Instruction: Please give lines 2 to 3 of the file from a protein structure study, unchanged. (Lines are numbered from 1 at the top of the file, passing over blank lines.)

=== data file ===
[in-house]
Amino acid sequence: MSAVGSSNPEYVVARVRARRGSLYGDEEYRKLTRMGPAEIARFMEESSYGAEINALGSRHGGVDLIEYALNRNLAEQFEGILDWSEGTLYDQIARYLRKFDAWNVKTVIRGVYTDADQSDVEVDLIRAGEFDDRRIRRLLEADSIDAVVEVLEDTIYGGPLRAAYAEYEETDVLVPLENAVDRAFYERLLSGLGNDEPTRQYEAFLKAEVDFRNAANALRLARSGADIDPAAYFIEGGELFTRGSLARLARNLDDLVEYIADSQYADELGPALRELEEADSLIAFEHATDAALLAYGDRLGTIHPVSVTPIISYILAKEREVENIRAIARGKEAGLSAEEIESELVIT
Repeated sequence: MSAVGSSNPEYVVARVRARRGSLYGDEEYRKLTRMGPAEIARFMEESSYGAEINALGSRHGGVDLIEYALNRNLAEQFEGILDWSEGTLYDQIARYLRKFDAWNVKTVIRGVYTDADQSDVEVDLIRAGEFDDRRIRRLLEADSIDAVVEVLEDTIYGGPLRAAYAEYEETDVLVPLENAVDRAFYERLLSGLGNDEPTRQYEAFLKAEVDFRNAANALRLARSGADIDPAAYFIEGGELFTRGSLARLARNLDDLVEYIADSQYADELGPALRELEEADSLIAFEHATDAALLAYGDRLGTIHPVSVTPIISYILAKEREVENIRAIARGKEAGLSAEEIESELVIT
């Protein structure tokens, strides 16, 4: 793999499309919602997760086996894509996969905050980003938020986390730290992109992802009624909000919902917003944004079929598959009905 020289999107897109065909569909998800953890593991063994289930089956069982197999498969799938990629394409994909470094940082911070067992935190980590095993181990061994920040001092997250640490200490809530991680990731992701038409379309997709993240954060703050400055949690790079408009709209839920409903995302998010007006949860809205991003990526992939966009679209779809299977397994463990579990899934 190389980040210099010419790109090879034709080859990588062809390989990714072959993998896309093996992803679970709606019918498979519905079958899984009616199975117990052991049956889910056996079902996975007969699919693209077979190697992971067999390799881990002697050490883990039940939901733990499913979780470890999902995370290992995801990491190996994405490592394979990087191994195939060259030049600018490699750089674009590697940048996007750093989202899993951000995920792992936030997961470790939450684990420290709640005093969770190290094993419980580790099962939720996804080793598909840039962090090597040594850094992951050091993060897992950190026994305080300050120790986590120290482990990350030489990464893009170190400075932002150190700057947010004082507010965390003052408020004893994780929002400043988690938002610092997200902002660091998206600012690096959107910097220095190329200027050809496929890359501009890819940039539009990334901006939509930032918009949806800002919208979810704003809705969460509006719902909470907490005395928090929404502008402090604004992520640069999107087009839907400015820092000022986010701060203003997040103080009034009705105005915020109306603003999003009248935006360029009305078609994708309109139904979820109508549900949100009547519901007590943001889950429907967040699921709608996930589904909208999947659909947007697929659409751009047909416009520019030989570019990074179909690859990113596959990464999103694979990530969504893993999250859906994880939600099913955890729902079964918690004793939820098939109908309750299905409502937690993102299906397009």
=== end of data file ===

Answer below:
Amino acid sequence: MSAVGSSNPEYVVARVRARRGSLYGDEEYRKLTRMGPAEIARFMEESSYGAEINALGSRHGGVDLIEYALNRNLAEQFEGILDWSEGTLYDQIARYLRKFDAWNVKTVIRGVYTDADQSDVEVDLIRAGEFDDRRIRRLLEADSIDAVVEVLEDTIYGGPLRAAYAEYEETDVLVPLENAVDRAFYERLLSGLGNDEPTRQYEAFLKAEVDFRNAANALRLARSGADIDPAAYFIEGGELFTRGSLARLARNLDDLVEYIADSQYADELGPALRELEEADSLIAFEHATDAALLAYGDRLGTIHPVSVTPIISYILAKEREVENIRAIARGKEAGLSAEEIESELVIT
Repeated sequence: MSAVGSSNPEYVVARVRARRGSLYGDEEYRKLTRMGPAEIARFMEESSYGAEINALGSRHGGVDLIEYALNRNLAEQFEGILDWSEGTLYDQIARYLRKFDAWNVKTVIRGVYTDADQSDVEVDLIRAGEFDDRRIRRLLEADSIDAVVEVLEDTIYGGPLRAAYAEYEETDVLVPLENAVDRAFYERLLSGLGNDEPTRQYEAFLKAEVDFRNAANALRLARSGADIDPAAYFIEGGELFTRGSLARLARNLDDLVEYIADSQYADELGPALRELEEADSLIAFEHATDAALLAYGDRLGTIHPVSVTPIISYILAKEREVENIRAIARGKEAGLSAEEIESELVIT